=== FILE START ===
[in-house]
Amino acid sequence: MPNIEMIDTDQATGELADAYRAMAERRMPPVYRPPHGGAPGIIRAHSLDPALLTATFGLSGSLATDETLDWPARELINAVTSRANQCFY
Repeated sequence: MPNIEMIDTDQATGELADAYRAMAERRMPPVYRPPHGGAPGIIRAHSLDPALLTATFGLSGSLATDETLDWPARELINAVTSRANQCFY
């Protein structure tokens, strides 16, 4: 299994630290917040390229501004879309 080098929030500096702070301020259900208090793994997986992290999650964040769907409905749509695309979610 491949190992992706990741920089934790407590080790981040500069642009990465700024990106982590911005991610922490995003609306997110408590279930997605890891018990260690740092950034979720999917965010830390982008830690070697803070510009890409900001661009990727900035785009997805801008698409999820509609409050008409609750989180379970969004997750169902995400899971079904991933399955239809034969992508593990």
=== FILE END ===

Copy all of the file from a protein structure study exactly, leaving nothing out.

[in-house]
Amino acid sequence: MPNIEMIDTDQATGELADAYRAMAERRMPPVYRPPHGGAPGIIRAHSLDPALLTATFGLSGSLATDETLDWPARELINAVTSRANQCFY
Repeated sequence: MPNIEMIDTDQATGELADAYRAMAERRMPPVYRPPHGGAPGIIRAHSLDPALLTATFGLSGSLATDETLDWPARELINAVTSRANQCFY
């Protein structure tokens, strides 16, 4: 299994630290917040390229501004879309 080098929030500096702070301020259900208090793994997986992290999650964040769907409905749509695309979610 491949190992992706990741920089934790407590080790981040500069642009990465700024990106982590911005991610922490995003609306997110408590279930997605890891018990260690740092950034979720999917965010830390982008830690070697803070510009890409900001661009990727900035785009997805801008698409999820509609409050008409609750989180379970969004997750169902995400899971079904991933399955239809034969992508593990």